In this wonderful season of birth leading to a slow but steady renewal of what is everlasting, we need even more a framework that will help us address the mysteries of our lives, the mystery of life itself, and how we can understand and relate to the infinite. We need a blueprint, or a set of guideposts, that will direct us toward discovering what our true potential is, and where our dreams, values, and beliefs might ultimately lead us.
Even though we are so very familiar with the cycle of the seasons, we may not be as aware that each cycle carries out an on-going process of renewal that sustains our very existence. We also may be more used to seeing life within the limited context of birth (or conception) and death. We are conceived, develop prenatally, and are born, then we develop physically, cognitively, socially, morally, and spiritually over the next eight or so decades, and then we die.
Yet this story of life is incomplete without the recognition of the soul. Greater access to the world’s wisdom has made it quite clear how vital a holistic view of the human life cycle is. Mystics and poets the world over have long described how consciousness continues on in the eternal soul after death. The most vivid and compelling of these descriptions are founded upon personal experience, some upon ancient indigenous ritual practices.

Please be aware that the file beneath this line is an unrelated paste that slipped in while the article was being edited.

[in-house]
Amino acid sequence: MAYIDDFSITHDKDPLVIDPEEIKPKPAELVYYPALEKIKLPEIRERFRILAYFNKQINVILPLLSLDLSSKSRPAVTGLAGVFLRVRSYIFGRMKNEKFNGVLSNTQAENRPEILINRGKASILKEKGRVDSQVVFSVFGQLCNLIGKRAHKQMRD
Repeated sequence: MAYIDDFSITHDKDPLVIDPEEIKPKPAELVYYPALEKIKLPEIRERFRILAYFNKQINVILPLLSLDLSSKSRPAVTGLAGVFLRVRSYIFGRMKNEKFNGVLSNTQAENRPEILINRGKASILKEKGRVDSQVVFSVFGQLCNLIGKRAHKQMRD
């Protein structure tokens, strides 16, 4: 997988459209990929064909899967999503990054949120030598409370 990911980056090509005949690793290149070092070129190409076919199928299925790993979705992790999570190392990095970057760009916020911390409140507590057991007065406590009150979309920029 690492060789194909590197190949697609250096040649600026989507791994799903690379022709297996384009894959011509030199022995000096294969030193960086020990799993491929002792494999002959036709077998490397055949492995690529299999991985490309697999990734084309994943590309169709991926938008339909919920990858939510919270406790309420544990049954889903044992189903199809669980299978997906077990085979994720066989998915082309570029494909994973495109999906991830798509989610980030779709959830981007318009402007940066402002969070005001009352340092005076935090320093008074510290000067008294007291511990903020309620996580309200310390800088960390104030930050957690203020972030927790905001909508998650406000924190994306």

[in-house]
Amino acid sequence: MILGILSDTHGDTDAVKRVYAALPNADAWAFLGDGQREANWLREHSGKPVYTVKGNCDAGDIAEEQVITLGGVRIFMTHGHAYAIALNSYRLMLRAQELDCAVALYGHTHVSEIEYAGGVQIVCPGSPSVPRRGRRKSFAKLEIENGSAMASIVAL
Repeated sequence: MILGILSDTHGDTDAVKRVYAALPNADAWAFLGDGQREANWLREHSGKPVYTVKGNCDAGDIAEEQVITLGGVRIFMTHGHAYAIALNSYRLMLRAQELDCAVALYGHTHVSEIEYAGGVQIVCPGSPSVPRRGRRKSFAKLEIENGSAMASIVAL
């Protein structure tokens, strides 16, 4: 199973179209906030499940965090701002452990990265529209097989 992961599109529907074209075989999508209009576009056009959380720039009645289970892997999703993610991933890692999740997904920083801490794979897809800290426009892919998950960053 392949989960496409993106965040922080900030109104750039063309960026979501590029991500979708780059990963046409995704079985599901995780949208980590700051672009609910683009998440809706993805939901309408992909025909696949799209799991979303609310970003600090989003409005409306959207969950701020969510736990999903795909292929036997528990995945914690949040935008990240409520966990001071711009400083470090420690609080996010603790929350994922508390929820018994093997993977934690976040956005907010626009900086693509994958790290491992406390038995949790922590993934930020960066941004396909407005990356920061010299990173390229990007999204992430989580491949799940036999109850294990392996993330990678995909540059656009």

For our purposes today, how would we understand human development differently if we took in the perspective of eternity? How might we carry out our daily lives differently if we saw life as eternal?
The world’s religious traditions, including Native American spiritual traditions, tell us that the road of life is continuous and never-ending. Death is viewed as an integral part of this road; it is understood as the gate to eternal life. As Chief Seattle said, “There is no death, only a change of worlds.”
The soul’s continuing journey in the afterlife would give this life even greater meaning and purpose. The obstacles put in our way here might even be seen as catalysts moving us closer to the next world. If we ignore the spiritual, mystical, and multicultural views of what is humanly possible, the stories we will tell of our lives will also be limited; they will not be a spiritual legacy, but some other kind of legacy.
Only the mystical writings of the world’s religions offer the perspective that life is an eternal journey. There is no other model that focuses on the eternal aspect of our lives, affirms that this can determine how far we are capable of growing and evolving in our lives, and offers a blueprint for identifying a pattern to this spiritual development.